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A unique strain of community-acquired Clostridium difficile in severe complicated infection and death of a young adult

Overview of attention for article published in BMC Infectious Diseases, July 2013
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About this Attention Score

  • Above-average Attention Score compared to outputs of the same age (52nd percentile)
  • Average Attention Score compared to outputs of the same age and source

Mentioned by

twitter
4 tweeters

Citations

dimensions_citation
8 Dimensions

Readers on

mendeley
51 Mendeley
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Title
A unique strain of community-acquired Clostridium difficile in severe complicated infection and death of a young adult
Published in
BMC Infectious Diseases, July 2013
DOI 10.1186/1471-2334-13-299
Pubmed ID
Authors

Orville D Heslop, Karen Roye-Green, Kathleen Coard, Michael R Mulvey

Abstract

Clostridium difficile is the major cause of nosocomial antibiotic-associated diarrhoea with the potential risk of progressing to severe clinical outcomes including death. It is not unusual for Clostridium difficile infection to progress to complications of toxic megacolon, bowel perforation and even Gram-negative sepsis following pathological changes in the intestinal mucosa. These complications are however less commonly seen in community-acquired Clostridium difficile infection than in hospital-acquired Clostridium difficile infection. To the best of our knowledge, this was the first case of community-acquired Clostridium difficile infection of its type seen in Jamaica.

Twitter Demographics

The data shown below were collected from the profiles of 4 tweeters who shared this research output. Click here to find out more about how the information was compiled.

Mendeley readers

The data shown below were compiled from readership statistics for 51 Mendeley readers of this research output. Click here to see the associated Mendeley record.

Geographical breakdown

Country Count As %
Unknown 51 100%

Demographic breakdown

Readers by professional status Count As %
Student > Bachelor 8 16%
Other 7 14%
Researcher 5 10%
Librarian 4 8%
Student > Ph. D. Student 4 8%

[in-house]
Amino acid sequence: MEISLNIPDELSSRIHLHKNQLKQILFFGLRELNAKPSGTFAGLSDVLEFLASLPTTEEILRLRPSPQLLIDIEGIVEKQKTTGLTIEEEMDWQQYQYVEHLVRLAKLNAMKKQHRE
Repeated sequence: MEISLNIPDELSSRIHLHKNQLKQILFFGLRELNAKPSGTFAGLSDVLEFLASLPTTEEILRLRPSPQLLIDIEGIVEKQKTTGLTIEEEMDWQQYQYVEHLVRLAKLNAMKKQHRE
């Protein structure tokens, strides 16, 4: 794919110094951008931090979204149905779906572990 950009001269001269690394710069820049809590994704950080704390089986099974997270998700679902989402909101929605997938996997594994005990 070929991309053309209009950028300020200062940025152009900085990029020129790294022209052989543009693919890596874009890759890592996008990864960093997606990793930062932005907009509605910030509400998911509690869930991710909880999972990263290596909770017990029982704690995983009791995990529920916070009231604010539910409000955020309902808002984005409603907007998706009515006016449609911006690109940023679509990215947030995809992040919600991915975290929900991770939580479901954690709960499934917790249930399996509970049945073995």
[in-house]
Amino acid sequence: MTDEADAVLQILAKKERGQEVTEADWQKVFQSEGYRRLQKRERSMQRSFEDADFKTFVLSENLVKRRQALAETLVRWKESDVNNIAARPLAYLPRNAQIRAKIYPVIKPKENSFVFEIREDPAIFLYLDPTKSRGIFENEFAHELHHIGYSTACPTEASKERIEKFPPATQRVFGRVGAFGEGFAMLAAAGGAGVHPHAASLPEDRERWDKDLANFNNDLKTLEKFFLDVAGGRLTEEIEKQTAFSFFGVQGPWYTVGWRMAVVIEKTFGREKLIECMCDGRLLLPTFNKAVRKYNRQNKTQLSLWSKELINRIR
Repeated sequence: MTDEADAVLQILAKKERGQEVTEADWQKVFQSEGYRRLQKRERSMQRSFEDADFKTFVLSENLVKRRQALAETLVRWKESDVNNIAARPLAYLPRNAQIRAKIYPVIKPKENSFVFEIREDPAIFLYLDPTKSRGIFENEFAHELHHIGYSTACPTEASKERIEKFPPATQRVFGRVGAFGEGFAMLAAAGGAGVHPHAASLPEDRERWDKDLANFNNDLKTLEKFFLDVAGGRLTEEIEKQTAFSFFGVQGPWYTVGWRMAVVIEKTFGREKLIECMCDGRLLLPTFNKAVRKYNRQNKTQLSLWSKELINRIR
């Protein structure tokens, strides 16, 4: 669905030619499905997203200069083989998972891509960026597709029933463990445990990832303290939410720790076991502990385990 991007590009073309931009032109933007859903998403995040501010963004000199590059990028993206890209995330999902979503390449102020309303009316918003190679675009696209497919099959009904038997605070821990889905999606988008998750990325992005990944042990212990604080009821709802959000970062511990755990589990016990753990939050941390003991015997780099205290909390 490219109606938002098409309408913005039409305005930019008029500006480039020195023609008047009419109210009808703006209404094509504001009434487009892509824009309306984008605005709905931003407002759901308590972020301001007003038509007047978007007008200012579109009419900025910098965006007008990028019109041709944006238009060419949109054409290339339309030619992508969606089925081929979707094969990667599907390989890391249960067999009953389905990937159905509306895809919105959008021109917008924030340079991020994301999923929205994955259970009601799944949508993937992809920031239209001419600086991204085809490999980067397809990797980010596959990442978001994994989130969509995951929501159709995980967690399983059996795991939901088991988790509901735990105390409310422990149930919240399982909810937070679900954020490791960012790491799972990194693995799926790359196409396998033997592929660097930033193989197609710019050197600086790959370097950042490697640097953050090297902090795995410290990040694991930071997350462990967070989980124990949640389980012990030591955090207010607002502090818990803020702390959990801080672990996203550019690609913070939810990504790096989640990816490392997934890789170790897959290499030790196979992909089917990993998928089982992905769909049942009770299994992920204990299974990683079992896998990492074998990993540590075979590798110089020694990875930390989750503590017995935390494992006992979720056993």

Other 16 31%
Unknown 7 14%
Readers by discipline Count As %
Medicine and Dentistry 18 35%
Agricultural and Biological Sciences 9 18%
Immunology and Microbiology 7 14%
Nursing and Health Professions 2 4%
Biochemistry, Genetics and Molecular Biology 2 4%
Other 4 8%
Unknown 9 18%

Attention Score in Context

This research output has an Altmetric Attention Score of 2. This is our high-level measure of the quality and quantity of online attention that it has received. This Attention Score, as well as the ranking and number of research outputs shown below, was calculated when the research output was last mentioned on 11 July 2013.
All research outputs
#6,402,837
of 11,242,249 outputs
Outputs from BMC Infectious Diseases
#1,936
of 4,203 outputs
Outputs of similar age
#59,115
of 133,346 outputs
Outputs of similar age from BMC Infectious Diseases
#75
of 142 outputs
Altmetric has tracked 11,242,249 research outputs across all sources so far. This one is in the 41st percentile – i.e., 41% of other outputs scored the same or lower than it.
So far Altmetric has tracked 4,203 research outputs from this source. They receive a mean Attention Score of 4.2. This one is in the 49th percentile – i.e., 49% of its peers scored the same or lower than it.
Older research outputs will score higher simply because they've had more time to accumulate mentions. To account for age we can compare this Altmetric Attention Score to the 133,346 tracked outputs that were published within six weeks on either side of this one in any source. This one has gotten more attention than average, scoring higher than 52% of its contemporaries.
We're also able to compare this research output to 142 others from the same source and published within six weeks on either side of this one. This one is in the 45th percentile – i.e., 45% of its contemporaries scored the same or lower than it.